I'm trying to understand how the composition of a distribution with an infinitely differentiable function is defined and I was unable to find such a definition on the net.

I read in the wikipedia entry on distributions that the space of $C^{\infty}$ functions is dense in $D'(U)$, i.e

$\forall S \in D'(U) \exists \phi_n \in C^\infty(U)$

$\langle\phi_n,\psi\rangle\to \langle S,\psi\rangle$

using the sequence $\phi_n$, define $S\circ F$ as the limit of sequence $\phi_n\circ F$ i.e. $$\langle S\circ F, \psi\rangle := \lim_{n\to\infty} \langle\phi_n\circ F,\psi\rangle$$.

Am I correct in my reasoning

  • $\begingroup$ What should the composition be? Can you elaborate a bit on that? It's not entirely clear to me what you're after. $\endgroup$ Nov 5, 2013 at 15:11
  • $\begingroup$ Edited my question. Please go through it again. $\endgroup$
    – somitra
    Nov 5, 2013 at 15:19
  • $\begingroup$ So you have a smooth $F \colon V \to U$, where $U$ and $V$ are open subsets in some $\mathbb{R}^n$ (not necessarily the same $n$ for the two?), and want to know whether you can meaningfully define a map $F^\ast \colon \mathscr{D}'(U) \to \mathscr{D}'(V)$ that extends $F^\ast \colon C^\infty(U)\to C^\infty(V);\; F^\ast(\phi) = \phi\circ F$? $\endgroup$ Nov 5, 2013 at 15:26
  • $\begingroup$ Can you define the objects and operations you are dealing with more clearly. What is $D'(U)$, what is $F$, what is the composition... $\endgroup$
    – Wintermute
    Nov 5, 2013 at 15:26
  • $\begingroup$ @DanielFischer Fischer yeah...specificlly for the case when F is not one to one but an injection $\endgroup$
    – somitra
    Nov 5, 2013 at 15:28

1 Answer 1


A short and not very useful answer is that the limit doesn't exist in general. A longer and more useful answer is that it exists under some conditions, namely if the wave front of the distribution $S$ is transverse to the map $F$ (some explanations below).

This kind of problems belong to the microlocal analysis. A similar problem is whether/when we can multiply two distributions: again, we can multiply a distribution by a smooth function, and any distribution is the limit of a sequence of smooth functions. The condition is again formulated in terms of the wave front sets (namely that their sum should not contain any zero covector).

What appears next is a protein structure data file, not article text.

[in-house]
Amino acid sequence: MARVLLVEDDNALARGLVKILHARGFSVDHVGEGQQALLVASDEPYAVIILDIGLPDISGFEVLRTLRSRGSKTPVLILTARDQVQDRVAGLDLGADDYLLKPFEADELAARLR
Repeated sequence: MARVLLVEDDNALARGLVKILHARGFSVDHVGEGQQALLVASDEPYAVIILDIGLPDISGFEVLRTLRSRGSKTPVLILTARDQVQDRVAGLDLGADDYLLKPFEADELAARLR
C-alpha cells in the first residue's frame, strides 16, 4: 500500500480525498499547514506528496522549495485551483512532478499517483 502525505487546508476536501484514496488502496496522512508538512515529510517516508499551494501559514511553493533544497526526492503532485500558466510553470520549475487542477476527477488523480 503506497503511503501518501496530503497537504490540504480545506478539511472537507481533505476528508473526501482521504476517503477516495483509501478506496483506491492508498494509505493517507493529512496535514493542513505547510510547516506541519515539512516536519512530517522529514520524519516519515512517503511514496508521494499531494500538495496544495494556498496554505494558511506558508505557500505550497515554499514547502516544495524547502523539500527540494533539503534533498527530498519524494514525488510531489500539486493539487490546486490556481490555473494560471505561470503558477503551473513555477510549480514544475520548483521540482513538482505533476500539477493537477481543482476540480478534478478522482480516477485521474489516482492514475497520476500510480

Now some details: every distribution $S$ on $M$ has its singular support $sing(S)\subset M$, away from which $S$ is a smooth function. The wave front of a distribution is a more detailed notion: $WF(S)$ is a (conical) subset of $T^*M$; one takes care not only of the singular points, but also of the (co)directions in which $S$ is singular at the point (see the wikipedia link for details). [The projection of $WF(S)$ to $M$ is, as you'd guess, $sing(S)$.]

So finally: If $F:N\to M$ is a smooth map then the composition $S\circ F$ (more often called "the pullback of $S$ by $F$", denoted $F^*S$) is defined if $F$ is transverse to $WF(S)$, which means that $F^*(\lambda)\neq 0$ for every $\lambda\in WF(S)$. Likewise, $S_1S_2$ is defined if $WF(S_1)+WF(S_2)\subset T^*M$ doesn't contain the zero covector at any point of $M$. [A little 'hint': if $F^*S$ exists then $WF(F^*S)\subset F^*WF(S)$, likewise $WF(S_1S_2)\subset WF(S_1)+WF(S_2)$; wave fronts contain (by their definition) no zero covectors.]

  • $\begingroup$ I'm new to this stuff...but still it gave me the direction to follow...in case the limit exists is my recipe valid $\endgroup$
    – somitra
    Nov 6, 2013 at 17:25
  • $\begingroup$ @somitra yes, your formula is correct $\endgroup$
    – user8268
    Nov 6, 2013 at 17:49

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